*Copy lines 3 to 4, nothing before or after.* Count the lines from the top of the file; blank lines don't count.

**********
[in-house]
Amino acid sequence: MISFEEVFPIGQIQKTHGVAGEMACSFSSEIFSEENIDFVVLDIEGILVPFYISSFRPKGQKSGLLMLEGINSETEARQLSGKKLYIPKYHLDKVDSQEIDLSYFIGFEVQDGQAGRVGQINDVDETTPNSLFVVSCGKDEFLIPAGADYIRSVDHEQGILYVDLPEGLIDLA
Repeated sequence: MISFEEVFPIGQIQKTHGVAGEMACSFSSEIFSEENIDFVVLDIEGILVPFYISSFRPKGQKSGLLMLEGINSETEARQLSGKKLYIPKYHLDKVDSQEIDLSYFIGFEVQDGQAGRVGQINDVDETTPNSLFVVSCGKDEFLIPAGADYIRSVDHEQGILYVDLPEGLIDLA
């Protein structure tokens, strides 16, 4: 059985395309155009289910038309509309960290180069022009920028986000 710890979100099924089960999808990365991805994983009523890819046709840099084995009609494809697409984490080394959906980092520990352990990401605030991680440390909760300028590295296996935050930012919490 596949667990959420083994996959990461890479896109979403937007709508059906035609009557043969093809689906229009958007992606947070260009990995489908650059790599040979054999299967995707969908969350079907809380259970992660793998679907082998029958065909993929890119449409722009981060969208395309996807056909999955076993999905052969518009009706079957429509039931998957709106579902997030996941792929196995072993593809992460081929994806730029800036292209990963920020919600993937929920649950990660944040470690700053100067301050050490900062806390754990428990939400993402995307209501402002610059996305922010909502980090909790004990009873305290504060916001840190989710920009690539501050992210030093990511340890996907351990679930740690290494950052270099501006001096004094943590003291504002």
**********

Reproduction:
Repeated sequence: MISFEEVFPIGQIQKTHGVAGEMACSFSSEIFSEENIDFVVLDIEGILVPFYISSFRPKGQKSGLLMLEGINSETEARQLSGKKLYIPKYHLDKVDSQEIDLSYFIGFEVQDGQAGRVGQINDVDETTPNSLFVVSCGKDEFLIPAGADYIRSVDHEQGILYVDLPEGLIDLA
């Protein structure tokens, strides 16, 4: 059985395309155009289910038309509309960290180069022009920028986000 710890979100099924089960999808990365991805994983009523890819046709840099084995009609494809697409984490080394959906980092520990352990990401605030991680440390909760300028590295296996935050930012919490 596949667990959420083994996959990461890479896109979403937007709508059906035609009557043969093809689906229009958007992606947070260009990995489908650059790599040979054999299967995707969908969350079907809380259970992660793998679907082998029958065909993929890119449409722009981060969208395309996807056909999955076993999905052969518009009706079957429509039931998957709106579902997030996941792929196995072993593809992460081929994806730029800036292209990963920020919600993937929920649950990660944040470690700053100067301050050490900062806390754990428990939400993402995307209501402002610059996305922010909502980090909790004990009873305290504060916001840190989710920009690539501050992210030093990511340890996907351990679930740690290494950052270099501006001096004094943590003291504002």